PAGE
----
Between 1842 and its closure in 1929 the gaol was the scene of 133 hangings including Australia's most infamous citizen, the bushranger Ned Kelly.

Did you know that Mick Jagger starred in a film about Ned Kelly? Nor me, I just can't imagine it, he has never been known for his articulation, never mind the Aussie accent!

Ned Kelly although deemed to be a vagabond and a murderous thief has now entered Australian folklore, much like a latter day Robin Hood. A wreath is laid beneath the rope where he was hung every remembrance Sunday and as you can see on the card, some now believe him to be an inspiration!

The Hangman's noose with the trap door below

The Gaol was very eery especially the practise of making a death mask of every prisoner that was hung.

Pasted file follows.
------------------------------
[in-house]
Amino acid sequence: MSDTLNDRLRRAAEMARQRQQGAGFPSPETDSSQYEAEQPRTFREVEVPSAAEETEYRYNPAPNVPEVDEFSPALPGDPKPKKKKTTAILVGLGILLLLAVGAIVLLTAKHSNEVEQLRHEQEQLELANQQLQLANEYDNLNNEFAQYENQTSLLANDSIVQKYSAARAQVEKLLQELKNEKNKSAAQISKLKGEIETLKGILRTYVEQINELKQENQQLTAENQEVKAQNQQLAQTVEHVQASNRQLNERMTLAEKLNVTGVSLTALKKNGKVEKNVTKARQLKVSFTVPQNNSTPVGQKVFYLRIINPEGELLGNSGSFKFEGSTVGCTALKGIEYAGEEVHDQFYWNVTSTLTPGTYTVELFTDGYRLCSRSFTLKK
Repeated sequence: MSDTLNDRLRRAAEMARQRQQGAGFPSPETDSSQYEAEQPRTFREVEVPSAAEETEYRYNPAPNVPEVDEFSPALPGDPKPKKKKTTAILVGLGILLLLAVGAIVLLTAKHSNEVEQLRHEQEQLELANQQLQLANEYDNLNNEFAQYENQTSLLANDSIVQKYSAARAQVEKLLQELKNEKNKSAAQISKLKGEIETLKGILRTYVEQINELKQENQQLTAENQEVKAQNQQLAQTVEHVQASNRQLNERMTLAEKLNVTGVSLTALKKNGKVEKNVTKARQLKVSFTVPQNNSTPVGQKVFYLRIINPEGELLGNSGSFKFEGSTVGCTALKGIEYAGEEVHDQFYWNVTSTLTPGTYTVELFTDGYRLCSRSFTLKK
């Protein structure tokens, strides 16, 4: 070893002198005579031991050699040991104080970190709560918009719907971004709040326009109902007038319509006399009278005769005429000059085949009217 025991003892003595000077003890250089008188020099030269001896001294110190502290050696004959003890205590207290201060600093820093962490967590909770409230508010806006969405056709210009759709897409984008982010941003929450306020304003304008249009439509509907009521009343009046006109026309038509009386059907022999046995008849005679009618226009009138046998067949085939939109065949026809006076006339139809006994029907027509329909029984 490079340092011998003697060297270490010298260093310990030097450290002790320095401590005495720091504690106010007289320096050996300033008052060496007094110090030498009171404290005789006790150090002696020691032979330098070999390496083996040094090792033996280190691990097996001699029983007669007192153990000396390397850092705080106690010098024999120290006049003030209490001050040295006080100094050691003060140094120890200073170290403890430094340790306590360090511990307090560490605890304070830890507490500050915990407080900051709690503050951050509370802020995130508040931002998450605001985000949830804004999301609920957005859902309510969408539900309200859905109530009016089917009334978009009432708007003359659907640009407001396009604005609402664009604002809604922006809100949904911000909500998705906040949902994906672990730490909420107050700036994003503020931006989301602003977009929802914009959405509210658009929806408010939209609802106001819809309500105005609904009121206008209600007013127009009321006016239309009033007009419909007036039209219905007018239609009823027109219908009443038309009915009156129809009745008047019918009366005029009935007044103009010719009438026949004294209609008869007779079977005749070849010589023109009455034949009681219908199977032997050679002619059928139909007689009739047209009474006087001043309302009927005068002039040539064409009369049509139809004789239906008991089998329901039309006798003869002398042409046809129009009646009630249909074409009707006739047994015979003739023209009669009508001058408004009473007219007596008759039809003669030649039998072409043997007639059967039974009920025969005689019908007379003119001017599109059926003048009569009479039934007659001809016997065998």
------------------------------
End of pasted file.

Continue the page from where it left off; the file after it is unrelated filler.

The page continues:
Ned Kelly's Death Mask
There was one method of "torture" used that we found particularly amusing, no pleasures were afforded in this prison, not even self administered ones! ahem!

We also made a tour of the old Watch House, where prisoners were held in remand prior to their appearance in court, this did not close until 1994 and some of the graffiti, of which, there was plenty was pretty ripe. (Apologies for those easily offended)


The padded cell sent shivers down my spine and reminded me of that scene in the Green Mile.

Prisoners would also hold "dirty protests" smearing excrement all over the walls, I am not sure what purpose this would serve but to make the life of the crowded cells even more abhorrent to the prisoners themselves.